May 12–14, 2014
Jack, Joseph and Morton Mandel Center for Advanced Holocaust Studies, United States Holocaust Memorial Museum
International Tracing Service, Bad Arolsen, Germany
The International Tracing Service (ITS) in Bad Arolsen, Germany, was, until November 2007, the largest closed archive in the world related to the Holocaust, forced labor, and Nazi persecution. Recently inscribed into the United Nations Educational, Scientific, and Cultural Organization (UNESCO) memory of the World Register, the ITS collection has opened important new potential for understanding the Holocaust and other Nazi-era crimes. While utilized for decades principally for tracing purposes, the documents provide opportunities for a better understanding of a broad range of topics related to persecution, incarceration, forced labor, mass murder, displacement, resettlement, and the legacies of those experiences as a result of World War II. Jointly organized with the ITS in Bad Arolsen, this conference brought together scholars who have conducted significant new and original research using the collections since the opening of the archive.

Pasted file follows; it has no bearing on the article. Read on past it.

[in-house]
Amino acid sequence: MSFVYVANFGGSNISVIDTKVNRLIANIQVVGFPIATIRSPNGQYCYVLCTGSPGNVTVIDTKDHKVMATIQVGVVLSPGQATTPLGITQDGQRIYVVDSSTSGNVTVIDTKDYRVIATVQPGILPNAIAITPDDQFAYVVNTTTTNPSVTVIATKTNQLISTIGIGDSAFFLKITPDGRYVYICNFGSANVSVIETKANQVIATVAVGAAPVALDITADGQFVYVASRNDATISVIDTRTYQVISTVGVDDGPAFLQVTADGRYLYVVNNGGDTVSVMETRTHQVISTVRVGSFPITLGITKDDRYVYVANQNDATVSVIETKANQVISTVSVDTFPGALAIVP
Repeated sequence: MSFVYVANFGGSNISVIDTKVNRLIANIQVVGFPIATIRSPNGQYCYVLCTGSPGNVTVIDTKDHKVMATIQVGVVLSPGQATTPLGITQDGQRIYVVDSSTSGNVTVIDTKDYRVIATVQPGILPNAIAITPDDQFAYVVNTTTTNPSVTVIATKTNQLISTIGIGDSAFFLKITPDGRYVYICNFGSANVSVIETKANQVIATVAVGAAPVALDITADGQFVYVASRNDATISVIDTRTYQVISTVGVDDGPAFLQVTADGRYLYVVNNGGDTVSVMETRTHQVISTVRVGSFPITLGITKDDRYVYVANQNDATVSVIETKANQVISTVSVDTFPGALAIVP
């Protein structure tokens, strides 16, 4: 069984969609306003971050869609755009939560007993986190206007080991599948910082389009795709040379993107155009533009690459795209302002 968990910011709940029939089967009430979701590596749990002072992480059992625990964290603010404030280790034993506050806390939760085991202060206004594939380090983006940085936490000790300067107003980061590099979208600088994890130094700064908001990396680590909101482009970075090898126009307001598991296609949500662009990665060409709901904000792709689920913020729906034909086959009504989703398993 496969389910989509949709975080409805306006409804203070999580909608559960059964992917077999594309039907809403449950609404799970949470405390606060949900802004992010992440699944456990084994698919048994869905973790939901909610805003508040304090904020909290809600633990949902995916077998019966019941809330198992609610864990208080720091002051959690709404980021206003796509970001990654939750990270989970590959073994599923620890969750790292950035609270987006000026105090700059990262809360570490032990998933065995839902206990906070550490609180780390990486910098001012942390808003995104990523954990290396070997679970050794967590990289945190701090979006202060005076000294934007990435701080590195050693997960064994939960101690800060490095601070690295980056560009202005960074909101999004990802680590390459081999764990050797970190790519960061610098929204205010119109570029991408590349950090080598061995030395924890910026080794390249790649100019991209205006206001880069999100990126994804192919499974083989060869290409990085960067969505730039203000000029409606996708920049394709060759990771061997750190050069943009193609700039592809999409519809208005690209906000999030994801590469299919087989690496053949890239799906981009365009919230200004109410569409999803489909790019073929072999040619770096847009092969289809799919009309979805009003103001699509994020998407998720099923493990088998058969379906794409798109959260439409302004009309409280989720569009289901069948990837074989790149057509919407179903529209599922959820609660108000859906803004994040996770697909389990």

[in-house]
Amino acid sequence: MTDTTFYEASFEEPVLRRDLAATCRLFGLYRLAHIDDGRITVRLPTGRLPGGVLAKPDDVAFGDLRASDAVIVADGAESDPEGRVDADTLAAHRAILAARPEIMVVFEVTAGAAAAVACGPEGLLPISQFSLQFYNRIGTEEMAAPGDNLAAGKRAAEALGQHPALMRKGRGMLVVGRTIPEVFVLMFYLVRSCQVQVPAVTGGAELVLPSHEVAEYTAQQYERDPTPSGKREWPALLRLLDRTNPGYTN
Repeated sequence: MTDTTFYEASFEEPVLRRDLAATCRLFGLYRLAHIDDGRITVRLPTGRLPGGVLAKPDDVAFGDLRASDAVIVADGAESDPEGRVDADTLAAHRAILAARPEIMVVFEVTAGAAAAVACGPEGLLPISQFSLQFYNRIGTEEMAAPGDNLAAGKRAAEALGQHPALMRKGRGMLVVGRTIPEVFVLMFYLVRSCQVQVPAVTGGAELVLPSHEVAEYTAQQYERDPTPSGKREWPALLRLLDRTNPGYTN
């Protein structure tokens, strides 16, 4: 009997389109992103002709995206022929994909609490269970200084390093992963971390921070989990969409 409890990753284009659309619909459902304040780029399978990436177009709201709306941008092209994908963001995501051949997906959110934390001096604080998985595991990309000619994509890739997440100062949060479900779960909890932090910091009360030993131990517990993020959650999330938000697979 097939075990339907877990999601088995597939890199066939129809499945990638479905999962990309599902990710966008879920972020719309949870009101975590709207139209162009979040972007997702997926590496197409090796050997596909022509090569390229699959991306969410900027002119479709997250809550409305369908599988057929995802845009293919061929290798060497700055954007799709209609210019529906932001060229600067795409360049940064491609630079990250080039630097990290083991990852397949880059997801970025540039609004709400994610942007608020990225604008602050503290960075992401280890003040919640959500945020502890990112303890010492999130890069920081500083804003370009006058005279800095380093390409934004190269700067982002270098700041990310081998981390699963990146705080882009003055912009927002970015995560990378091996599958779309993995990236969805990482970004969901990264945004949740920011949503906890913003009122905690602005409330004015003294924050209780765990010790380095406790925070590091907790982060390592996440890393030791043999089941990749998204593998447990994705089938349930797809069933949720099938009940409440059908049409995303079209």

Panel 1: In the Midst of Camps and Forced Labor I
Panel 2: Postwar Testimony, Memory, and Representations of Trauma in the International Tracing Service
Panel 3: Who is Disposable? Inclusion and Exclusion in Nazi Germany
Panel 4: Brutality in the Last Year of the War, 1944–45
Panel 5: Survivors and the Political Landscape of Postwar Europe
Panel 6: In the Midst of Camps and Forced Labor II
Keynote address: “Our Mothers, Our Fathers”: One German Town in the Records of the International Tracing Service
The conference was made possible by the support of Betty-Jean and David Bavar, K. Peter and Yvonne R. Wagner, and the Harris Family Foundation.
The conference was supported in part by a grant from the Conference on Jewish Material Claims Against Germany.